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The Law Enforcement National Data Exchange (N-DEx) run by the FBI Criminal Justice Information Services (CJIS) Division now contains approximately 223 million records on nearly two billion entities. An FBI CJIS presentation from February 2014 posted on the website of the Integrated Justice Information Systems Institute includes detailed information on state and local data contributors including a tally of the total number of records contributed by state.
The FBI describes N-DEx as “a mechanism for sharing, searching, linking, and analyzing information across jurisdictional boundaries” including “incident and case reports, booking and incarceration data, and parole/probation information.” Sypherlink, contractor involved in implementing N-DEx data sharing around the country, describes the system as being able to detect “relationships between people, vehicle/property, location, and/or crime characteristics.” Slides from the February 2014 N-DEx presentation indicate that at least 34 states are contributing data to the system with Texas, Arkansas, California, Virginia and Tennessee each providing at least ten million records. Texas has contributed more than any other state, adding more than 68 million records to the system, nearly three times its nearest competitor. Federal agencies have added another 23 million records to the system. According to an updated listing of N-DEx data contributors listed in the presentation, federal and state contributions amount to more than 191 million records in total. However, other slides in the presentation brag that their are “approximately 223 million records” on “nearly 2 billion entities” stored in N-DEx. It is unclear where the more than 30 million records not contributed by states and federal agencies listed in the presentation are obtained from.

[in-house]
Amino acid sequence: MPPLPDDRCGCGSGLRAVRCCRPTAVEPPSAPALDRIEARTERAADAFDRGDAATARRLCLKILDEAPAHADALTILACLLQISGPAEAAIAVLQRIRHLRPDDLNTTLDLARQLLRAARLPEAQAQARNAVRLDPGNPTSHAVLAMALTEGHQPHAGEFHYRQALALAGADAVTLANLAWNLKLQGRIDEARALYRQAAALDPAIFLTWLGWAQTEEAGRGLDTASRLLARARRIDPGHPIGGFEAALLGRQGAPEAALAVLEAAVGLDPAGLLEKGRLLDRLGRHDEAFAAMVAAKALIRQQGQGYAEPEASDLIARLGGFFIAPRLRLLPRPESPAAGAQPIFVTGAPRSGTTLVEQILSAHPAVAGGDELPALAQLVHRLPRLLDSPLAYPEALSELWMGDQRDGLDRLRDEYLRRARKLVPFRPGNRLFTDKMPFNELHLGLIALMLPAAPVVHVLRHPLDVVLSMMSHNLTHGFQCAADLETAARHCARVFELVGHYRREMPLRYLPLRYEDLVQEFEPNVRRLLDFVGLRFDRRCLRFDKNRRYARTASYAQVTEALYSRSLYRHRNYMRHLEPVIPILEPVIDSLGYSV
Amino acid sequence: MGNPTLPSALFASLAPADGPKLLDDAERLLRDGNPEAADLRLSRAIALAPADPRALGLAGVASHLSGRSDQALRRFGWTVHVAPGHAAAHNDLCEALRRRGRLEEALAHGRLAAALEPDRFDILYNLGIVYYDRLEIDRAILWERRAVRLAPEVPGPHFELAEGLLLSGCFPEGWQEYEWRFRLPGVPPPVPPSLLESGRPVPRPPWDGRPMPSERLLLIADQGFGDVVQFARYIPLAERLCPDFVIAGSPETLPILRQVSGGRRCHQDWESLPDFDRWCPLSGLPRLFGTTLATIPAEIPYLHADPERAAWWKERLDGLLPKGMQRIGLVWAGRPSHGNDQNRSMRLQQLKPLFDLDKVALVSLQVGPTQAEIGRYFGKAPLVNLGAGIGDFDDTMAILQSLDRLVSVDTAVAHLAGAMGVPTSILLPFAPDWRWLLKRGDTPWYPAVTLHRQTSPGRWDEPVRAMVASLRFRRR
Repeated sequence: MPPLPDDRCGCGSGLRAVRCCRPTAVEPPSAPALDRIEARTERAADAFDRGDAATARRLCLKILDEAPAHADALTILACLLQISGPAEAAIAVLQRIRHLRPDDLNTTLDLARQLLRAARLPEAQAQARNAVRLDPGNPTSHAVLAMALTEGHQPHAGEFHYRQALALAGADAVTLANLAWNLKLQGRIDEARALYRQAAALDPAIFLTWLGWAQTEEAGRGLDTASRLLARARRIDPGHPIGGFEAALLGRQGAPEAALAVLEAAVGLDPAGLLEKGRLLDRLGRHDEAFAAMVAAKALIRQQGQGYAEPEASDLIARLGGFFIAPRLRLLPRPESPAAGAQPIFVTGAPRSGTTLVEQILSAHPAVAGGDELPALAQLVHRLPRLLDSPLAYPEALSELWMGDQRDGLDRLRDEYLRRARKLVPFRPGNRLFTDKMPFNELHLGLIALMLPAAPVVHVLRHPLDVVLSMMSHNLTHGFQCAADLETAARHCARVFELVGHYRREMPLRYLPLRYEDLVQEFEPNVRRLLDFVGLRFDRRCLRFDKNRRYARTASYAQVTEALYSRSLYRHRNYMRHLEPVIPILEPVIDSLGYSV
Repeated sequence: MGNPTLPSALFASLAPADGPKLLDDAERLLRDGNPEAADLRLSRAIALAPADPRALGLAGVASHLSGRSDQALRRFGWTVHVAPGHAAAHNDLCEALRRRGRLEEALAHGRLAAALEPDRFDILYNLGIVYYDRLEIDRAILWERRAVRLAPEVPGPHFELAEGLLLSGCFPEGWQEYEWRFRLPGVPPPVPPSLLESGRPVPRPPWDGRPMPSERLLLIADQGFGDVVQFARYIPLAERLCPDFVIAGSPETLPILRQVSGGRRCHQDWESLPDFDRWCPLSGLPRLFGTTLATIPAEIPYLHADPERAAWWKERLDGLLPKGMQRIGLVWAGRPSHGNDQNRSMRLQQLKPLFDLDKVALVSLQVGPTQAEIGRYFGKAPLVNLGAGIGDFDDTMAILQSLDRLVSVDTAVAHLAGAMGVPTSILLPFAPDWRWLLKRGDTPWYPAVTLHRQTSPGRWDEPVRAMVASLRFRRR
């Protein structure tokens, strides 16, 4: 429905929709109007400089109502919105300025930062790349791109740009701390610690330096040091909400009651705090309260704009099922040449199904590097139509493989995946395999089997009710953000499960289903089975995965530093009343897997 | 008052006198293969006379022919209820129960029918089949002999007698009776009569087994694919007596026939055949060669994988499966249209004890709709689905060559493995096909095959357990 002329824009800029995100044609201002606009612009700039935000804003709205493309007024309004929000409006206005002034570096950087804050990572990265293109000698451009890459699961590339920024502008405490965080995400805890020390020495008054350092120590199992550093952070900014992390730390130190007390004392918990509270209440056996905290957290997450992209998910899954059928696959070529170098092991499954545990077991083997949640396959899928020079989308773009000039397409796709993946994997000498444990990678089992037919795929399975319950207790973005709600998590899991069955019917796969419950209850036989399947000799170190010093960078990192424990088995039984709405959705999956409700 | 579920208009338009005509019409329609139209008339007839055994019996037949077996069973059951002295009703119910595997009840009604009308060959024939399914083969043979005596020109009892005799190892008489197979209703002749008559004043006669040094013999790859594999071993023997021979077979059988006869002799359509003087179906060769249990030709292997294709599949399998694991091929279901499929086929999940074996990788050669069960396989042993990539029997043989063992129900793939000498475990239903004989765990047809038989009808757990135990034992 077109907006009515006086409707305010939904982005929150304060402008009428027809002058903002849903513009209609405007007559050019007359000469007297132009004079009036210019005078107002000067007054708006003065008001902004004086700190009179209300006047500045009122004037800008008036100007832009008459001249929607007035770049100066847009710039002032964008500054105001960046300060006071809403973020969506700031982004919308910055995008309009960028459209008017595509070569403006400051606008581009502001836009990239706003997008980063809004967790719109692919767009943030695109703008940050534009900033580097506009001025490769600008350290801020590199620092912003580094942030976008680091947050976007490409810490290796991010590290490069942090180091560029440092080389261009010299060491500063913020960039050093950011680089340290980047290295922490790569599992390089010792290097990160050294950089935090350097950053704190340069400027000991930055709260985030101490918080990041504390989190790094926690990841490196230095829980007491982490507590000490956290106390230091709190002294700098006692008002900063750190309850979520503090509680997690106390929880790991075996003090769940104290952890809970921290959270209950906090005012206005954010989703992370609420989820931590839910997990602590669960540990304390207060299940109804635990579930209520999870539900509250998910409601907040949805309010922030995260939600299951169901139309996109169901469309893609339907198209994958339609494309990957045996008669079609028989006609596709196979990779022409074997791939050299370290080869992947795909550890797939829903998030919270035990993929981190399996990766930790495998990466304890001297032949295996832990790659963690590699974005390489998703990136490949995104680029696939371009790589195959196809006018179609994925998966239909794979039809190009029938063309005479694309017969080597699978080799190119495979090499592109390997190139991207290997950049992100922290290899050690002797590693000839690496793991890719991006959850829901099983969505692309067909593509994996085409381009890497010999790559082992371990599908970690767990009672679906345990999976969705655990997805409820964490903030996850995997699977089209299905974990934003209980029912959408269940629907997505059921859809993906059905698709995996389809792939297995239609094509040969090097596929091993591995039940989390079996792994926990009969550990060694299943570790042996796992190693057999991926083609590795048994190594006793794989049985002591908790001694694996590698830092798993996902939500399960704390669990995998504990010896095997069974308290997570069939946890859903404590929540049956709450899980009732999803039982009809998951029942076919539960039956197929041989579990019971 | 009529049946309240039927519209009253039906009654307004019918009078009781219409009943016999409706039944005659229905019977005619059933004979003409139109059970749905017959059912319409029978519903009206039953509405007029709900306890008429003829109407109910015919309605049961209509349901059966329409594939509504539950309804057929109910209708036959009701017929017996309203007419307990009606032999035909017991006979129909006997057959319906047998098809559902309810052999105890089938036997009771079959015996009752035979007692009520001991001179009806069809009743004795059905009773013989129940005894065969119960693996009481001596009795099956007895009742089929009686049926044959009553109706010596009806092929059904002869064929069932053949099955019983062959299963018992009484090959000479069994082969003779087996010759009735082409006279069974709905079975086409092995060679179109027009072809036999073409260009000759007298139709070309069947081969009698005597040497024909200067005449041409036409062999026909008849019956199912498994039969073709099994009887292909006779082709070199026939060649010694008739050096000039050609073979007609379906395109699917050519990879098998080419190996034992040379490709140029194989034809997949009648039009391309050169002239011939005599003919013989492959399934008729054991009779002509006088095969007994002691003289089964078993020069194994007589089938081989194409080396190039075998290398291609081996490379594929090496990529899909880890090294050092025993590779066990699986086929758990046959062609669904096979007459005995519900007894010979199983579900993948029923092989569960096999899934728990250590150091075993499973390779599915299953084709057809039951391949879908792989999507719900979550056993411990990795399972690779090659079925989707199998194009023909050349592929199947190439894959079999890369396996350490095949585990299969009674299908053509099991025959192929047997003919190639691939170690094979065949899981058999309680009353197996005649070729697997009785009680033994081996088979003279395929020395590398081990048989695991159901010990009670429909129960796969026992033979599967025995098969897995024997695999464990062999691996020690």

A privacy impact assessment issued by the FBI in January 2007 stated that “during initial deployment” it was “estimated that the number of records in the N-DEx may be approximately 30-35 million records.” In an article for Police Chief Magazine, a N-DEx “outreach liaison” stated that the system had “more than 145 million records” in November 2012 and “one billion searchable entities.” N-DEx program manager Michael Haas stated in a October 2013 interview with Computer World that he hoped future developments will make the system a “gateway for access to other CJIS databases, including the division’s Next Generation Identification system, an updated version of its Integrated Automated Fingerprint Identification System database that contains wanted lists and arrest warrants, criminal histories, fingerprints, palm prints, facial images and other biometric data used for identification purposes.” The FBI Next Generation Identification system, which has been in development for several years, promises to offer law enforcement around the country the ability to use facial recognition software and other tools to automatically search through vast troves of biometric data to identify suspects and conduct investigations. Haas also said that the growth of the system has been expanding because CJIS has encouraged “states to submit records from prosecutions, court records, corrections, probation and other related areas” so that in addition to the “incident information” already added to the system, N-DEx will begin to obtain more data over time on “pretrial investigations, warrants, supervised release details, citations, field interviews and incarceration information.”
N-DEx Data Contributors Listed By State
|Georgia||1,020,907||New Hampshire||West Virginia||34,578|